Aug 14 2013
Ko Samui is packed with things to do — so many that it can be a bit overwhelming if you’re on your first visit here. To help out those who are planning a trip, here’s our selection of must-do activities.
Get on the water
There’s no better way to see an island than from the water. Samui has several boat tour companies, ranging from cheap longtail boat trips, to luxury sailing boats. Explore the Ang Thong National Marine Park, circumnavigate the island, or visit the Five Islands. The Gulf of Thailand’s waters are also calm, so you’re not likely to get seasick. And if you are on a very tight budget, there’s always a kayak for 200 baht per hour to rent. Stand-up paddle-boarding has also become popular.
Get in the water
The islands surrounding Samui offer great diving opportunities, particularly near Ko Tao. Several dive operators do day trips to the best dive spots. If you prefer to snorkel, take a longtail boat trip to Ko Tan and Ko Matsum off Tong Krut in the south of the island.
A great way to remember your island experience is learning to cook the local cuisine. By far the best cooking school on the island is SITCA (Samui Institute of Thai Culinary Arts). This is a hands-on cooking class, and ingredients and methods are explained in detail.
Get to the beach
Whether it’s a busy, festive beach you’re after, or seclusion to enjoy your book alone under a palm tree, you’ll find it on Samui. Sometimes a mix of the two is good. Spend a day on Chaweng, people-watching, sipping cocktails and listening to DJs, and then head to the southern or western shores for the quiet beaches away from the crowds. We’ve covered the island’s beaches before.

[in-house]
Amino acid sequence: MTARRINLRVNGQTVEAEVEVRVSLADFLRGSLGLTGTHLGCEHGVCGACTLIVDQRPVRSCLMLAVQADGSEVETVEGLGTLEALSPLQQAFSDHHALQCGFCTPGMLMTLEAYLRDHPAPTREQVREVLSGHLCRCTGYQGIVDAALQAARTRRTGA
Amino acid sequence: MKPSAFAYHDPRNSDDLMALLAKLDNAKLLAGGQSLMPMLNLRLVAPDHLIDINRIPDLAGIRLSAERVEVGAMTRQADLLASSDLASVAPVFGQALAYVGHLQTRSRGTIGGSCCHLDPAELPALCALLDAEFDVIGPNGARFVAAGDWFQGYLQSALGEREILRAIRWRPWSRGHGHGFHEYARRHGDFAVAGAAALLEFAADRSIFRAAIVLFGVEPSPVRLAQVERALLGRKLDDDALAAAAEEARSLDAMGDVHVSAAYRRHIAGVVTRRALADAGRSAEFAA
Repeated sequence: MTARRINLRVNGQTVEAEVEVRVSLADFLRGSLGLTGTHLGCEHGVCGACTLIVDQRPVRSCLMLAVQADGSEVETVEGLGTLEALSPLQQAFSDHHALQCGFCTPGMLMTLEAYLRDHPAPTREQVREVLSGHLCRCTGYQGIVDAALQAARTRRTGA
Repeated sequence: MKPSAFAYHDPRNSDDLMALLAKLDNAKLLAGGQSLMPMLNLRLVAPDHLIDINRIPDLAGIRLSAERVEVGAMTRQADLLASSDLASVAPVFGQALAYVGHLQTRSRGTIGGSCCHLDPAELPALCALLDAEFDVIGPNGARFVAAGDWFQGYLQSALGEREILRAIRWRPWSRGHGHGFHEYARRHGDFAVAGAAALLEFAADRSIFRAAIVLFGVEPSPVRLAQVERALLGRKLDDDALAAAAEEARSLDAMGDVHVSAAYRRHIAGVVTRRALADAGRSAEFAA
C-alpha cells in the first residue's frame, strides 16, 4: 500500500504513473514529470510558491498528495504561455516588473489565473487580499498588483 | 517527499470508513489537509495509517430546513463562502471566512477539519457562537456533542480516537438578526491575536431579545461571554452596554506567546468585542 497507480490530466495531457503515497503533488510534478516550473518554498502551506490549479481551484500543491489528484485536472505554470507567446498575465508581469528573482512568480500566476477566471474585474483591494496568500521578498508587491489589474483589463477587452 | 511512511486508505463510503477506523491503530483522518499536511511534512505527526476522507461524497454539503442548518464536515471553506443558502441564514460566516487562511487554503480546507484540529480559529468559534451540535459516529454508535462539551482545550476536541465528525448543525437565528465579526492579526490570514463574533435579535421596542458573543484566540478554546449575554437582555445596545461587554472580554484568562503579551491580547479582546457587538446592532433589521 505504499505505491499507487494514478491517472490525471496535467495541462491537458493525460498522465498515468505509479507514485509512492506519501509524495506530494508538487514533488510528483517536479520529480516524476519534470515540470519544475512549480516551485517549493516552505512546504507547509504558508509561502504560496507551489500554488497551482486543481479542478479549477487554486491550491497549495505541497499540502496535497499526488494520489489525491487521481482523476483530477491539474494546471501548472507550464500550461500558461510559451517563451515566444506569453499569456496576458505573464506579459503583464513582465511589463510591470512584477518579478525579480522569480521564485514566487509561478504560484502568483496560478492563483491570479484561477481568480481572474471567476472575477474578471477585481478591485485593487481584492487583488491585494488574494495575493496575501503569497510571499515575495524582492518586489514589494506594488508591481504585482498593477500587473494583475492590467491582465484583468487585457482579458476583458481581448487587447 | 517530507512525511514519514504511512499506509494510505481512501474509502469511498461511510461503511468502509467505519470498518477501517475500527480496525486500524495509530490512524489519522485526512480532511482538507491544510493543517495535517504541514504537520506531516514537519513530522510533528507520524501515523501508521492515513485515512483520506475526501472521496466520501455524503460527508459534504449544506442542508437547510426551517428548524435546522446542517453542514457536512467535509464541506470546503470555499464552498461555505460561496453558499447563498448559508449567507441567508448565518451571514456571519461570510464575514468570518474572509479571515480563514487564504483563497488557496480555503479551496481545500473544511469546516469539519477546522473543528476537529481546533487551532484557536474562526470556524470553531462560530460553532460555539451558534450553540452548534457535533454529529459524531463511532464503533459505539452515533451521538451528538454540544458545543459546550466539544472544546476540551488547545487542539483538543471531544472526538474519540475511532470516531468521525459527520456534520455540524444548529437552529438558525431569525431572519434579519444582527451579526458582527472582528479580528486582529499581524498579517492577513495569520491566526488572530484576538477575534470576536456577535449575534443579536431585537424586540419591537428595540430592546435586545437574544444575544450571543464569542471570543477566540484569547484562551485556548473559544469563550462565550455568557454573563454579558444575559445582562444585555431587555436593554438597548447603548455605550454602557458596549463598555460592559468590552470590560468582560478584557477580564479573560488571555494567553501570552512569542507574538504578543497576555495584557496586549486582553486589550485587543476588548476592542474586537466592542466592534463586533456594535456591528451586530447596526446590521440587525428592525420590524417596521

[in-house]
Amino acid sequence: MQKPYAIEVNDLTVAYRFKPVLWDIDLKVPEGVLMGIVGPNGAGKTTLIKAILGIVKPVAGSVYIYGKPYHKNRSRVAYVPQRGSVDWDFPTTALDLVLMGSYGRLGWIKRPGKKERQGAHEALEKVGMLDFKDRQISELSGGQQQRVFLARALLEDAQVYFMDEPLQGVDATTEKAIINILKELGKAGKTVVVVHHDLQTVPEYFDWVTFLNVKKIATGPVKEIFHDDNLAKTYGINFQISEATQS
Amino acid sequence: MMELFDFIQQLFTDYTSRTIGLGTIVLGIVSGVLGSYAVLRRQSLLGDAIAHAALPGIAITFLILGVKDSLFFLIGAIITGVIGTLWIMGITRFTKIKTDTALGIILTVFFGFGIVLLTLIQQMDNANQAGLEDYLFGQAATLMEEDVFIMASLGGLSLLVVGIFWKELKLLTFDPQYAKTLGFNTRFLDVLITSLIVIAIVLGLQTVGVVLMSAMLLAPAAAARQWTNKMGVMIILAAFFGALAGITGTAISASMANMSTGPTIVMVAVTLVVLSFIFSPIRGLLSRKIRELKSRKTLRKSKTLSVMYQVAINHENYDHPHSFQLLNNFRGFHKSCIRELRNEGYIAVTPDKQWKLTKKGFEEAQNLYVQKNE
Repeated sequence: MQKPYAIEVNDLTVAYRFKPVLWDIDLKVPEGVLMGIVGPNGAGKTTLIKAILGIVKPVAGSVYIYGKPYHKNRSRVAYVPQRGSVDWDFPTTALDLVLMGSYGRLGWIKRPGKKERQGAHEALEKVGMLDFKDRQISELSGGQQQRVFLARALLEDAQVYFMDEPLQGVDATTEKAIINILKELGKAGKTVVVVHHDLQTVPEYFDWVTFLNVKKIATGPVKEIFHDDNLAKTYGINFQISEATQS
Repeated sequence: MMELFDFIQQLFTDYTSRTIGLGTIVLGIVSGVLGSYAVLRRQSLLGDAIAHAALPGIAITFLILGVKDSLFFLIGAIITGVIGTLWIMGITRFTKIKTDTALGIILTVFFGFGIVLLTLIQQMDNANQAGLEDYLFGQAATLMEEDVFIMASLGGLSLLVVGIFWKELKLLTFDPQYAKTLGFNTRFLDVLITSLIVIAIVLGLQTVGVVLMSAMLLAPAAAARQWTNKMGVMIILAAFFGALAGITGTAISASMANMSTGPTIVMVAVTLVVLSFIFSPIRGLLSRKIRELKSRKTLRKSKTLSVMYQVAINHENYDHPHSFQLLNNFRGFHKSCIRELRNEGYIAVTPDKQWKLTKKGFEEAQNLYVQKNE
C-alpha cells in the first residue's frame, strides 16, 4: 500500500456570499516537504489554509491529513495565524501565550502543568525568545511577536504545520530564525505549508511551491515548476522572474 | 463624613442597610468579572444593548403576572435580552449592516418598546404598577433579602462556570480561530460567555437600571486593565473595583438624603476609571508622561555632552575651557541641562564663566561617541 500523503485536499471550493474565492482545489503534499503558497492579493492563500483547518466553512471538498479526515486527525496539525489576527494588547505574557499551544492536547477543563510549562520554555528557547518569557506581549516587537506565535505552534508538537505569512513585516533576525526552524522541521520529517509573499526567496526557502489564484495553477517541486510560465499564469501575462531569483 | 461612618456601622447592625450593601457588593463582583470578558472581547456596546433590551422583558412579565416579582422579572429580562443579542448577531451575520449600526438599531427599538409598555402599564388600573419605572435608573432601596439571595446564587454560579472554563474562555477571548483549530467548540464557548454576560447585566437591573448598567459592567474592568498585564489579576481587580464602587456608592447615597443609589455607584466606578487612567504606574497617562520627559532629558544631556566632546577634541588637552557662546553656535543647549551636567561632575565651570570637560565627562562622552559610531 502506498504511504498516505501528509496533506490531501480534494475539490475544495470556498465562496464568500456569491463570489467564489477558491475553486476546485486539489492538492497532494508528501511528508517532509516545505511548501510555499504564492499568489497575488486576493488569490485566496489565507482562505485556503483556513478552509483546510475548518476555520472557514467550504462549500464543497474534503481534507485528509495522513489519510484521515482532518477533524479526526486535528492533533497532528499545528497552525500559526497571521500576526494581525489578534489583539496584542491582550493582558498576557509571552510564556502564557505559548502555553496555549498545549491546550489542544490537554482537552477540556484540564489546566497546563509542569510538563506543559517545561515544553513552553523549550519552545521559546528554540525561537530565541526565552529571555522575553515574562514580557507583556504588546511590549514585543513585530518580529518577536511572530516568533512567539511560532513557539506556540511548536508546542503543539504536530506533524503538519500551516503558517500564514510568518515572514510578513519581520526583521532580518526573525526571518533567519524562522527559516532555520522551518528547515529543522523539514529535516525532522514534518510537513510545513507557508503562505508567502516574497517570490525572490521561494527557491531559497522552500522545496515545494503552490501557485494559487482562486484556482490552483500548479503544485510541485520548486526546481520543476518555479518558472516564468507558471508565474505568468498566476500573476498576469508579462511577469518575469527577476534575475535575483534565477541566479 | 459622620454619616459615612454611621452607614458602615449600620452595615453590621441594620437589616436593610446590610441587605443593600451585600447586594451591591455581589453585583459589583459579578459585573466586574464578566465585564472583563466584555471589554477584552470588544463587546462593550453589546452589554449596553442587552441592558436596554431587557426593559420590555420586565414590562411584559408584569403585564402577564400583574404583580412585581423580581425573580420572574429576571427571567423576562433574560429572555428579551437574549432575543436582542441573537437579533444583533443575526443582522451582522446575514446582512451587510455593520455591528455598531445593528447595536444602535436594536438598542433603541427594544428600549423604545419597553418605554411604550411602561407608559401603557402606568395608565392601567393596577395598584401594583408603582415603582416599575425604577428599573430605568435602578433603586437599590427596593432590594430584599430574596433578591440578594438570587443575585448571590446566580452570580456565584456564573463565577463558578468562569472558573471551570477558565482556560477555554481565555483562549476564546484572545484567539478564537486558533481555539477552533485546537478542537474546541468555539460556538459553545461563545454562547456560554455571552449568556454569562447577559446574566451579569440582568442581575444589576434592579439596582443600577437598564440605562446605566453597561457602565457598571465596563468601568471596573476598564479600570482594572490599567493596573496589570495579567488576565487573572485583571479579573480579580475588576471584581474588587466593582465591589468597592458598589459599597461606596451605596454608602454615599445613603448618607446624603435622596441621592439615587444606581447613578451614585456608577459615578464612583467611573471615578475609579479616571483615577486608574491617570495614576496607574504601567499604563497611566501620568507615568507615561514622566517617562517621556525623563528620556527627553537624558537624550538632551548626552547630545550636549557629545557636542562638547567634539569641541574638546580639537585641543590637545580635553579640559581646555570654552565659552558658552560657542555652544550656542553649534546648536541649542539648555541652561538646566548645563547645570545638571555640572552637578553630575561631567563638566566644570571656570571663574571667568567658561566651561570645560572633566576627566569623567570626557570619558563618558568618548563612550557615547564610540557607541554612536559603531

Tour some temples
If you’ve been to other areas of Thailand you may be disappointed in Samui’s temples, but several are well worth a visit. Remember to dress respectfully.
Get a massage
Whether you can afford a pampering session at a five-star resort’s spa or just a 250 baht massage at a beach sala, you should give a Thai massage a whirl while you’re on the island. You’ll soon be forfeiting an extra cocktail or two in lieu of another beach massage – they’re addictive.
Samui is small enough to explore by yourself, with relatively decent roads, yet big enough to offer some interesting sights if you’re willing to get happily lost. (Though you can’t really get lost as it’s an island — just keep going and you’ll end up back where you started, right?) Hire a jeep or a scooter for the day (wear your helmet), glance at a map, pack sunscreen and a rain poncho– you can have four seasons in a day here — and just explore. Don’t be afraid to venture down a dirt path; the locals are friendly and there’s nowhere dangerous. This is how you’ll discover your own favourite secluded beach, local restaurant or beach bar.
Travelfish.org always pays its way. No exceptions.